As a percentage of the U.S. population, Maine gave the highest proportion of its residents to the Union Army (and in sheer numbers, to the Navy) of any Northern state. Discuss "why," factoring in authoritative pressures.
1 Answer | Add Yours
One of the reasons Maine was so zealous in support of its Northern cause can be seen in its geographic construction. Maine was the Northernmost state. This made it about as far removed from Southern slavery as possible. Maine was not a "border state" that played a strategic role. This meant that Maine, for the most part, did not have to deal with the divided body politic on the issue of slavery. In being the farthest from the South and the development of slavery, Maine was able to forcefully support the Union cause and not have to potentially worry about any political reprisals or uprisings among its population. Thus Maine was able to tout itself as a clear advocate of the Northern Cause. President Lincoln's first Vice President was Hannibal Hamlin, himself a supporter of rights for people of color. This was another example of how those in positions of authority were able to clearly voice support for the Northern cause without reticence.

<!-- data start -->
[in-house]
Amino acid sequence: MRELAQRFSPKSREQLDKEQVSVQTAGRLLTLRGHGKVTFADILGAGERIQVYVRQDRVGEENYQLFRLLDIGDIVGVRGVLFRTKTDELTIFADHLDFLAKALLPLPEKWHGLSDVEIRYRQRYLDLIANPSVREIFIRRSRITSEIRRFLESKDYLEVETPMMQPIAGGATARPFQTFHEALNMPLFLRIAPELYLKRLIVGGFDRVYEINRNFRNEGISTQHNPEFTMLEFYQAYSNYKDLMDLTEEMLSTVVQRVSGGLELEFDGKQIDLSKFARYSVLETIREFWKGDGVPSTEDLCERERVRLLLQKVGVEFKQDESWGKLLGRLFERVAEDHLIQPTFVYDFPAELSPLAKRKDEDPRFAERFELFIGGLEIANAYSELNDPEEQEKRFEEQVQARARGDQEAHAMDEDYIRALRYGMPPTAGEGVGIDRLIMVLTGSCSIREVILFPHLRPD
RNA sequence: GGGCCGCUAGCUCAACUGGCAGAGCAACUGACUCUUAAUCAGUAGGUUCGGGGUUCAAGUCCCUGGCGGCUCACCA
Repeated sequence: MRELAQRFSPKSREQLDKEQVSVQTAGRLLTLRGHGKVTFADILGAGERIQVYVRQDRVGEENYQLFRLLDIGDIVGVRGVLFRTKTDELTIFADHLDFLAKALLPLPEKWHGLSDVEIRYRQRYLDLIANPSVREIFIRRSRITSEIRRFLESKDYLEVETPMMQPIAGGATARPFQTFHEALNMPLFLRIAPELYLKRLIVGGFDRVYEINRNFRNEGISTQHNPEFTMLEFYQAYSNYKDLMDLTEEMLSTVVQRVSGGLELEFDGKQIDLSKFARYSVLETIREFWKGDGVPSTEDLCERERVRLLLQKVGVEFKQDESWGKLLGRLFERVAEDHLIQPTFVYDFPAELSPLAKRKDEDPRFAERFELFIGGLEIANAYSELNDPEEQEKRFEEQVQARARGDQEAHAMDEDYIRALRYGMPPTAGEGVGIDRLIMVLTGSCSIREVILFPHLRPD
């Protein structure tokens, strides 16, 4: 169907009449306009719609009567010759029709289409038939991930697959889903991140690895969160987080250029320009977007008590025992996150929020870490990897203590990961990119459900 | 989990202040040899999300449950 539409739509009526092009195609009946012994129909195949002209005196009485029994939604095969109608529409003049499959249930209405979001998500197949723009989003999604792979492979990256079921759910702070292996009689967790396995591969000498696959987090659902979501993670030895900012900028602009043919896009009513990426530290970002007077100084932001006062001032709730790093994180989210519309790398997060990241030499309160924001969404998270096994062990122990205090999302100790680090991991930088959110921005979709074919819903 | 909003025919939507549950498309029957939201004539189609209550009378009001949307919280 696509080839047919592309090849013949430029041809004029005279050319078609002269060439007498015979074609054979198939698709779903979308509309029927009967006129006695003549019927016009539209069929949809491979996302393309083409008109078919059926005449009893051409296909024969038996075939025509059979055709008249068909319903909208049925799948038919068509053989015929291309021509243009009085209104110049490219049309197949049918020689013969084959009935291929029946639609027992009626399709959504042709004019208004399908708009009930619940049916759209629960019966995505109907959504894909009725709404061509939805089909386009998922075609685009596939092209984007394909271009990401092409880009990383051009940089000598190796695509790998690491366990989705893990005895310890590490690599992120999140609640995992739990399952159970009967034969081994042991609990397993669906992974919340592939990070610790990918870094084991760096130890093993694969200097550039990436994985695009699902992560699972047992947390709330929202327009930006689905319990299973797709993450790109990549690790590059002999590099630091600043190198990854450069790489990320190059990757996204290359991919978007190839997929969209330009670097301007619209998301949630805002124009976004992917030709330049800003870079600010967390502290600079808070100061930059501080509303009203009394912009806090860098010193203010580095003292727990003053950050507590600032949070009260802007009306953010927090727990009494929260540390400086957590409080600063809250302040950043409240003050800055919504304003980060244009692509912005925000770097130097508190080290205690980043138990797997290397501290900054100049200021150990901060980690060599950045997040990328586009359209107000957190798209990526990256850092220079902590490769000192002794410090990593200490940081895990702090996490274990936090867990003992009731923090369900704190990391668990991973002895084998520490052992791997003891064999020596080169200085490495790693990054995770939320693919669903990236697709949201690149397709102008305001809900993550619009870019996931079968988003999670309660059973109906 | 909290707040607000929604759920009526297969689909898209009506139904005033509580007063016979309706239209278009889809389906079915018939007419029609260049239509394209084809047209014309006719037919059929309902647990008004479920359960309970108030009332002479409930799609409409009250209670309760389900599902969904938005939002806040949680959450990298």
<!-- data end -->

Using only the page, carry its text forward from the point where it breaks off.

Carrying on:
To a great extent, Maine's history could also be seen as a part of its Northern support. Maine was admitted to the nation as a "Free state" in the Compromise of 1820. From this instant, Maine always identified itself as positioned against slavery. This helped to galvanize Maine into a force that could willingly give to the Union cause, helping to show how history can be an authoritative force. It is not entirely surprising to see this as part of the reason Harriet Beecher Stowe wrote her anti-slavery opus Uncle Tom's Cabin in Brunswick, Maine. The spirit of abolitionism so prevalent in the novel was part of the Maine culture that fed Stowe's mind and heart. This shows how culture was an authoritative force in establishing Union support. These examples help to show why Maine military support was so dominant for the Union cause at a time when the issue was so thorny and potentially divisive.
We’ve answered 318,955 questions. We can answer yours, too.Ask a question